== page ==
Most distressing of all is that, again per the Unified Response Command, as of May 27, BP had dumped over 850,000 of gallons of a highly toxic dispersant called “COREXIT9500” (which is banned in Britain) on the slick to sink and disperse some of the God-awful mess in an attempt, not to do something positive about the slick, but to make it less visible to satellites that have been following the spreading disaster, and the attendant photos and maps flashed around the world. Dispersants cause the oil to break up into tiny droplets and sink, settling to depths between 30 and 50 feet. These are the depths that many of the ocean’s major fish species inhabit, all of which are subject to poisoning from BP’s “accident.”

Between April and June, Bluefin tuna come to the warm Gulf waters each year to spawn. The Bluefin has only recently been taken off the endangered species list, and marine biologists fear that losing an entire generation may very likely doom the species. Besides Bluefin, Yellowfin tuna, swordfish and marlin also congregate in this part of the ocean, as do sperm whales, Bryde’s whales, several species of dolphins, as well as, sea turtles,manatees, sharks, barracuda, tarpon and other sport fish that inhabit the coastal waters plus the many seabirds that feed in the open ocean. All these animals feed on smaller “forage fish”, which are more apt to ingest the droplets created by the oil mixed with the dispersant, mistaking it for food. Making matters worse, the highly toxic dispersant is what is called a bioaccumulator, that is, it is passed up the food chain.

A real-time map of the Gulf, on the Times’ website, by The National Oceanic and Atmospheric Admin., the Coast Guard and Sky Truth, shows that the effluvia from this underwater volcano has spread into the Loop Current, which circulates through the Gulf, and will carry it through the Florida Keys and into the Atlantic and the Gulf Stream Current. In the coming months we will, no doubt, be hearing reports from all over Florida and the Carolinas of tar balls and oil slicks despoiling their coasts, just like those now coming in from Louisiana, Mississippi and Alabama.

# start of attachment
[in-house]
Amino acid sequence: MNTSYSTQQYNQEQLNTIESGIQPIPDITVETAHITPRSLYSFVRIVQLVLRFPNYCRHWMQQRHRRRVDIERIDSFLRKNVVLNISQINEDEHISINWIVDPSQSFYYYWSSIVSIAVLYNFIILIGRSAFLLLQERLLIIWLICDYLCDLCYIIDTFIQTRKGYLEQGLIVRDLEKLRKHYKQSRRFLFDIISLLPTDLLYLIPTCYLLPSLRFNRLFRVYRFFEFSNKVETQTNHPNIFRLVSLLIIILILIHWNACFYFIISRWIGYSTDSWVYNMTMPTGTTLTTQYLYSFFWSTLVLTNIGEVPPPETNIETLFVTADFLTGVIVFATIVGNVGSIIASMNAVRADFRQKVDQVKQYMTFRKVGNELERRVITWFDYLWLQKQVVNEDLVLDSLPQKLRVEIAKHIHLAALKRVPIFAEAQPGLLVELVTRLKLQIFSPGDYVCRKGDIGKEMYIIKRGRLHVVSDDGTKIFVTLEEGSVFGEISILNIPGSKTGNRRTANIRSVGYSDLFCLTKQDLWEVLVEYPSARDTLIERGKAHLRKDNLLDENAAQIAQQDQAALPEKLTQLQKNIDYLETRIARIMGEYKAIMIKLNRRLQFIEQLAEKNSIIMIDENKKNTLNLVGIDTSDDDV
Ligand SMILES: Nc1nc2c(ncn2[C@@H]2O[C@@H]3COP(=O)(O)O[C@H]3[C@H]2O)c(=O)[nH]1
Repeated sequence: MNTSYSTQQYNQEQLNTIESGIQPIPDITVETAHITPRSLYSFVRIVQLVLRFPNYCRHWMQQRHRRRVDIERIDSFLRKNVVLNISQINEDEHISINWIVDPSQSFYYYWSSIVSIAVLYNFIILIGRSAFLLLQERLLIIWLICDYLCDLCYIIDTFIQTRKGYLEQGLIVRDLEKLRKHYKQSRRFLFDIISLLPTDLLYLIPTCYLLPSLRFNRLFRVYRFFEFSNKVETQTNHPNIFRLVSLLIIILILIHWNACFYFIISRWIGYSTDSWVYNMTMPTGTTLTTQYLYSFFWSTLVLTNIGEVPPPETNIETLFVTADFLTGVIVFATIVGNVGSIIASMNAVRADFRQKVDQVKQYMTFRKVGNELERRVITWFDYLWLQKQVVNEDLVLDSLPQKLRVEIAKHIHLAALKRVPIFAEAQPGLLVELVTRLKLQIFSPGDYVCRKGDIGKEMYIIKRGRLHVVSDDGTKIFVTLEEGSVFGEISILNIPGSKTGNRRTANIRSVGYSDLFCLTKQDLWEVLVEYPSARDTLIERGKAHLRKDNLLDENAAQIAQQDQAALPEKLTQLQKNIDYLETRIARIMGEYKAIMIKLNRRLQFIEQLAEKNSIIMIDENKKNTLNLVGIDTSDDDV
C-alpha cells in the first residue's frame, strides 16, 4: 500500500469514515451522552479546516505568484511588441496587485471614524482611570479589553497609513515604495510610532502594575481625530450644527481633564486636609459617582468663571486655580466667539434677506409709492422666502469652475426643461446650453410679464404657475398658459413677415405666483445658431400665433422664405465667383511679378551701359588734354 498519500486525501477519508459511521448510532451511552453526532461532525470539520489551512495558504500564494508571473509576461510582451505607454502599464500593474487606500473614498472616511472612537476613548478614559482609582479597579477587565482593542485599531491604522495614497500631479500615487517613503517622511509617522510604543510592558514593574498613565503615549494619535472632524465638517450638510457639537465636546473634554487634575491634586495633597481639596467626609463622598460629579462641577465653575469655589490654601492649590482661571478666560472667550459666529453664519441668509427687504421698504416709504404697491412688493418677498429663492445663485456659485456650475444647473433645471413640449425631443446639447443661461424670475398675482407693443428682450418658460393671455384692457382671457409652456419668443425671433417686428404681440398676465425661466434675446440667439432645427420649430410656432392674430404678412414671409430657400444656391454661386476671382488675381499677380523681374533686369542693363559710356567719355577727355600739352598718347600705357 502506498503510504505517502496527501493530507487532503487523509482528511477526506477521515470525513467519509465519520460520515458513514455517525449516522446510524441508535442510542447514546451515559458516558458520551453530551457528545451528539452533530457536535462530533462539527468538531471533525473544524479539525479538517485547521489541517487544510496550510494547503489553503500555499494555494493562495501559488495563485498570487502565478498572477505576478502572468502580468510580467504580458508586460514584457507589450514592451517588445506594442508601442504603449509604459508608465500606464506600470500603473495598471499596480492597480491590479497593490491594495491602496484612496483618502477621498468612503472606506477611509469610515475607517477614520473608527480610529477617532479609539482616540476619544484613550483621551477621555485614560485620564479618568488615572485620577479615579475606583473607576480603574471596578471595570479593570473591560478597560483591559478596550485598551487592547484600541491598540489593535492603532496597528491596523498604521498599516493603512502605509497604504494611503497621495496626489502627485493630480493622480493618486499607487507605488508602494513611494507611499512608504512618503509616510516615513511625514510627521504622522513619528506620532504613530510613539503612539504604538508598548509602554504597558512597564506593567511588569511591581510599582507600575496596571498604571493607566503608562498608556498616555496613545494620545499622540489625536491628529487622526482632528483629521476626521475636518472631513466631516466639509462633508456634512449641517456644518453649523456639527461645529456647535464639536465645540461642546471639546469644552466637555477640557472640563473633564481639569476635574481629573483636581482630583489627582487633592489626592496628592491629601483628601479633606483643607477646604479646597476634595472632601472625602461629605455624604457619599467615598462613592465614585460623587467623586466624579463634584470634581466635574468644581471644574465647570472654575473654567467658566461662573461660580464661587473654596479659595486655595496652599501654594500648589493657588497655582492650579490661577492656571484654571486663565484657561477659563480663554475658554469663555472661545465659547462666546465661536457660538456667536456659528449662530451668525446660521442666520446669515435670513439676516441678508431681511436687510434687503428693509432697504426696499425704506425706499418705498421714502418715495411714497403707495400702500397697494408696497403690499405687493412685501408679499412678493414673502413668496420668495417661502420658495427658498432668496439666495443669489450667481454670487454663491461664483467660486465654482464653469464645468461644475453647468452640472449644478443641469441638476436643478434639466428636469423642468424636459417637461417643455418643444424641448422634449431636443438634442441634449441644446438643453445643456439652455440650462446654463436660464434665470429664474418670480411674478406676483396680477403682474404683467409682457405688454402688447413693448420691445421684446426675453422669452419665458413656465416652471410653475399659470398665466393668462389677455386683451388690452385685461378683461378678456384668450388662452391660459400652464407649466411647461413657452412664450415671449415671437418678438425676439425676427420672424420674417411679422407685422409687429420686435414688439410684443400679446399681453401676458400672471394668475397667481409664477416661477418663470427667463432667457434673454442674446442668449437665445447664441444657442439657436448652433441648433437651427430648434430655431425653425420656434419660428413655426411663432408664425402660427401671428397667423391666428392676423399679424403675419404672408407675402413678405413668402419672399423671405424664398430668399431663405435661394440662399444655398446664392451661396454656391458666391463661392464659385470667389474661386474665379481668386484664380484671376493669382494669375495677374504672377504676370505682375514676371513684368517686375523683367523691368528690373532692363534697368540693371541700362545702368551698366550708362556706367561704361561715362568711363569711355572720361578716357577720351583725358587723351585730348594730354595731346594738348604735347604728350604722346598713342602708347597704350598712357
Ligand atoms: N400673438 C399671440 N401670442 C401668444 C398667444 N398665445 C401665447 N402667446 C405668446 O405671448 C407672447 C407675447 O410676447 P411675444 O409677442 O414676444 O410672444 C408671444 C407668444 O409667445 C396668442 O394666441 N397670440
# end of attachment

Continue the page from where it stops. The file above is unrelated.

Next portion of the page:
Another disastrous side effect that is likely to be realized in the coming year concerns Florida’s water supply. Florida, it seems, is built upon fairly porous limestone, the remains of an ancient coral reef, which is the source of the hundreds of springs that percolate up all over the peninsula. Eventually, this toxic soup of crude oil and dispersant (which actually facilitates the oil leaching through the limestone), will eventually poison some, if not all, of Florida’s ground water. Florida, especially the fragile Everglades wetlands, may well become a “dead zone”, devoid of all plant and animal life, and people, for decades to come.

On Thursday, May 27th, President Obama held a press conference, the main thrust of which was that, he, the Coast Guard and the federal government have been on this thing from the beginning and have, in fact, approved every step BP has taken in plugging the wellhead, as well as, overseeing the cleanup efforts.

Troubling reports are coming in about fishermen, hired by BP to help with the clean up, suffering from respiratory problems, headaches, dizziness, nausea and other effects from exposure to chemical irritants rising from the polluted waters. Various sources are reporting that the fishermen were not given respirators or any other safety equipment, and were, in fact, threatened with firing if they used them.

An N.O.A.A. vessel, that had detected an oil”plume” ten miles long, three miles wide and 300 feet thick was ordered to withdraw from the area. Also, there have been reports of BP security contractors patrolling the beaches to keep unwanted photographers away from despoiled areas. Additionally, a Coast Guard cutter intercepted a boat with a CBS News crew on board, and told them to leave the area, and that they were acting on the authority of BP!

I leave it to you to make up your own mind as to whether all this flowed from the top, or not. I only wish the president had come out three weeks ago and told the country what he said on Thursday. While not as reassuring as I would have hoped, President Obama’s press conference has helped ease the anguish in my heart at the thought of the tragedy yet unfolding.

Categories: Environment, Roger Linnett